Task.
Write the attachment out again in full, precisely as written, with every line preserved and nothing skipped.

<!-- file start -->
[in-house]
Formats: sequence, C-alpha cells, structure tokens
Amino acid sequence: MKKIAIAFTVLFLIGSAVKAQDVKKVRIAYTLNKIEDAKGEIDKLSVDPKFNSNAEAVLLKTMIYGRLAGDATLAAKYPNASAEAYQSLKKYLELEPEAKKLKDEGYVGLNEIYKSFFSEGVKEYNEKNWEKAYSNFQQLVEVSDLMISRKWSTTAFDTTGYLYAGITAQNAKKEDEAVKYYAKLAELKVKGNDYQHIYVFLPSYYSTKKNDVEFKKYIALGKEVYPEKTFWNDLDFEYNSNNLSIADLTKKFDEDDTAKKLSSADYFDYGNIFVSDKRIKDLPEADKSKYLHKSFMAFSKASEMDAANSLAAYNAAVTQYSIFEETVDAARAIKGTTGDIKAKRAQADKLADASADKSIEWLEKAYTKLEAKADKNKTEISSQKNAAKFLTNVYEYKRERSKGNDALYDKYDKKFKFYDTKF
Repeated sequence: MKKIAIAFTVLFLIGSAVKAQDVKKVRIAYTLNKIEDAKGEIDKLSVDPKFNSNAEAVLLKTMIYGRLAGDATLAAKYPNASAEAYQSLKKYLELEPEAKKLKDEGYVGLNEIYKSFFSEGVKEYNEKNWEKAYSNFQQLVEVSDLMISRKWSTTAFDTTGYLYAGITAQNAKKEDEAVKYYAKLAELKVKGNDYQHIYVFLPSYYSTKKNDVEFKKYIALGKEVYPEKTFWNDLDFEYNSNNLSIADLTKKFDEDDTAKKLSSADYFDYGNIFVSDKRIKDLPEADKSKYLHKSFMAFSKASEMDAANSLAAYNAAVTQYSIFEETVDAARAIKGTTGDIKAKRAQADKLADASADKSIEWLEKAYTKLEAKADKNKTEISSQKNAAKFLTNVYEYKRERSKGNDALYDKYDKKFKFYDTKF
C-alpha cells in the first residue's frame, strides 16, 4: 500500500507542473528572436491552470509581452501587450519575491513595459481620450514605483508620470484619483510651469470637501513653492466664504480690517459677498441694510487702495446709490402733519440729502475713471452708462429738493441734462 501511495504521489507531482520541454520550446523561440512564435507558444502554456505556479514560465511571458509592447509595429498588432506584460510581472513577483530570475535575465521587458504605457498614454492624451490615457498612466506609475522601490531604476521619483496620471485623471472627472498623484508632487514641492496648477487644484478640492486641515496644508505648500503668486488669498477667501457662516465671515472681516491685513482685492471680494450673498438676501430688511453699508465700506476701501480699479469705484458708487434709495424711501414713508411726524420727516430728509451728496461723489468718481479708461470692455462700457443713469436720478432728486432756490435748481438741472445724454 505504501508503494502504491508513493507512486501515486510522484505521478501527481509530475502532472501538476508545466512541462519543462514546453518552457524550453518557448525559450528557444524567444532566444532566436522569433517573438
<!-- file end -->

[in-house]
Formats: sequence, C-alpha cells, structure tokens
Amino acid sequence: MKKIAIAFTVLFLIGSAVKAQDVKKVRIAYTLNKIEDAKGEIDKLSVDPKFNSNAEAVLLKTMIYGRLAGDATLAAKYPNASAEAYQSLKKYLELEPEAKKLKDEGYVGLNEIYKSFFSEGVKEYNEKNWEKAYSNFQQLVEVSDLMISRKWSTTAFDTTGYLYAGITAQNAKKEDEAVKYYAKLAELKVKGNDYQHIYVFLPSYYSTKKNDVEFKKYIALGKEVYPEKTFWNDLDFEYNSNNLSIADLTKKFDEDDTAKKLSSADYFDYGNIFVSDKRIKDLPEADKSKYLHKSFMAFSKASEMDAANSLAAYNAAVTQYSIFEETVDAARAIKGTTGDIKAKRAQADKLADASADKSIEWLEKAYTKLEAKADKNKTEISSQKNAAKFLTNVYEYKRERSKGNDALYDKYDKKFKFYDTKF
Repeated sequence: MKKIAIAFTVLFLIGSAVKAQDVKKVRIAYTLNKIEDAKGEIDKLSVDPKFNSNAEAVLLKTMIYGRLAGDATLAAKYPNASAEAYQSLKKYLELEPEAKKLKDEGYVGLNEIYKSFFSEGVKEYNEKNWEKAYSNFQQLVEVSDLMISRKWSTTAFDTTGYLYAGITAQNAKKEDEAVKYYAKLAELKVKGNDYQHIYVFLPSYYSTKKNDVEFKKYIALGKEVYPEKTFWNDLDFEYNSNNLSIADLTKKFDEDDTAKKLSSADYFDYGNIFVSDKRIKDLPEADKSKYLHKSFMAFSKASEMDAANSLAAYNAAVTQYSIFEETVDAARAIKGTTGDIKAKRAQADKLADASADKSIEWLEKAYTKLEAKADKNKTEISSQKNAAKFLTNVYEYKRERSKGNDALYDKYDKKFKFYDTKF
C-alpha cells in the first residue's frame, strides 16, 4: 500500500507542473528572436491552470509581452501587450519575491513595459481620450514605483508620470484619483510651469470637501513653492466664504480690517459677498441694510487702495446709490402733519440729502475713471452708462429738493441734462 501511495504521489507531482520541454520550446523561440512564435507558444502554456505556479514560465511571458509592447509595429498588432506584460510581472513577483530570475535575465521587458504605457498614454492624451490615457498612466506609475522601490531604476521619483496620471485623471472627472498623484508632487514641492496648477487644484478640492486641515496644508505648500503668486488669498477667501457662516465671515472681516491685513482685492471680494450673498438676501430688511453699508465700506476701501480699479469705484458708487434709495424711501414713508411726524420727516430728509451728496461723489468718481479708461470692455462700457443713469436720478432728486432756490435748481438741472445724454 505504501508503494502504491508513493507512486501515486510522484505521478501527481509530475502532472501538476508545466512541462519543462514546453518552457524550453518557448525559450528557444524567444532566444532566436522569433517573438